Rinehart, a native of Union Bridge, Maryland, first worked in Baltimore as a stone-cutter on the site of the Peabody Institute, on Charles and Monument Streets. He made an initial trip to Italy in 1855. Three years later, with William T. Walters' financial support, he returned and opened a permanent studio in Rome where he specialized in portrait busts of visiting Americans. Walters remained his principal patron and life-long friend.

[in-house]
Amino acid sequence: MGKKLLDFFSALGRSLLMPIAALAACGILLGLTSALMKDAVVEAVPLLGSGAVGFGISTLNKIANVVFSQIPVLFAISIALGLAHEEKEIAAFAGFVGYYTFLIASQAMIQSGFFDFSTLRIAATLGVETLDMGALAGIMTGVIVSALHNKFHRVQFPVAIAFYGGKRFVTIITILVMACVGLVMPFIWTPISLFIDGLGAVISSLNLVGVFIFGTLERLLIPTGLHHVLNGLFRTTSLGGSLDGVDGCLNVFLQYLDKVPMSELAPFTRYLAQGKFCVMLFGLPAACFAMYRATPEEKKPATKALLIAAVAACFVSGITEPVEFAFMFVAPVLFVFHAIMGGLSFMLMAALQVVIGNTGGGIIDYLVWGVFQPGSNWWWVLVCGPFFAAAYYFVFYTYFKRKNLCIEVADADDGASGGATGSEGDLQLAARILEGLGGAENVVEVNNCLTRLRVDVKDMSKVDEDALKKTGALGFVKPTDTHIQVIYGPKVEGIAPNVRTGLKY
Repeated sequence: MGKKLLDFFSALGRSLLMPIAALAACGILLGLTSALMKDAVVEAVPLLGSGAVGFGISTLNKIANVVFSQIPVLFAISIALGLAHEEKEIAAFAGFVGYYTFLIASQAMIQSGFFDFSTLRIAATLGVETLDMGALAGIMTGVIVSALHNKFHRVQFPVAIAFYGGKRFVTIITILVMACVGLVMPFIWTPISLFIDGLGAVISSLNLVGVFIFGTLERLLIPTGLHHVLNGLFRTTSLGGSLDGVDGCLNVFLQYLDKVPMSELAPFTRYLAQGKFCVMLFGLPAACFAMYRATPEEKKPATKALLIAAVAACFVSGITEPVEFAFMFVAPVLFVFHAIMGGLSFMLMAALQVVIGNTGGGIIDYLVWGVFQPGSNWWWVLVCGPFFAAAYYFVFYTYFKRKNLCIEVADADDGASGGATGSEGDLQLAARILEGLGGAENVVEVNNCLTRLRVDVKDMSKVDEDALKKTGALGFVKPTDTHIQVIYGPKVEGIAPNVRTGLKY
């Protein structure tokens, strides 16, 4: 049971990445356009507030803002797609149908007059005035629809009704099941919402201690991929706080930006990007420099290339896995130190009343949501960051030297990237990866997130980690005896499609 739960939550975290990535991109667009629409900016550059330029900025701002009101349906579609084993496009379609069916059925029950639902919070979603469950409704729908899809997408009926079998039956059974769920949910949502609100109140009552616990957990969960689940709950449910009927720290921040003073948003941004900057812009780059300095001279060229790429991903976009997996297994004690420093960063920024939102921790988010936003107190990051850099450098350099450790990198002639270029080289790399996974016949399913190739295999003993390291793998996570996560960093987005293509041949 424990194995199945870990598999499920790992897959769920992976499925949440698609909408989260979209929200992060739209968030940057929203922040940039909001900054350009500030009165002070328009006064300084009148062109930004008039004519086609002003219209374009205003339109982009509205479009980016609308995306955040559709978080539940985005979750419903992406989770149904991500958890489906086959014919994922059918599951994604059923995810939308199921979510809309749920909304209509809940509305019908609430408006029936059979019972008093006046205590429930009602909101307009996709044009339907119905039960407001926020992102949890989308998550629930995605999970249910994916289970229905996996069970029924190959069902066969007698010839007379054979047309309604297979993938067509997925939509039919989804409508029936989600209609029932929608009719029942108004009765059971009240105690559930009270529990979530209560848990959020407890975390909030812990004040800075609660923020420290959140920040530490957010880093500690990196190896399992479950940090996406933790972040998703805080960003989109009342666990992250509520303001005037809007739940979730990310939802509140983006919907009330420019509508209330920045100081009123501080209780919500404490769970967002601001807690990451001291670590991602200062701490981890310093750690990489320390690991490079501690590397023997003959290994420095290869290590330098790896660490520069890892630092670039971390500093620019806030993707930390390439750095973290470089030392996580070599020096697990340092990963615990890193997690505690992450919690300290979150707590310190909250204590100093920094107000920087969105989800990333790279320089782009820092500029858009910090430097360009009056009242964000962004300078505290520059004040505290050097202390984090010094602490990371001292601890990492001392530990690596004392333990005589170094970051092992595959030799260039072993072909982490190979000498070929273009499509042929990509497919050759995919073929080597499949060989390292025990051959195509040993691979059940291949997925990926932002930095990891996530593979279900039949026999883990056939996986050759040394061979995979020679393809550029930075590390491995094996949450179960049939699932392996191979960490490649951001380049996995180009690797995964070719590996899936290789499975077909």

William Walters commissioned "Love Reconciled with Death" as a tomb monument for his wife Ellen, who died in London in 1862 at the age of 40. This plaster was used in preparing the bronze figure of a woman strewing flowers that was placed above Ellen's grave in 1867. Rinehart's niece recorded that her uncle regarded this work as "the saddest, but sweetest duty he ever had to perform."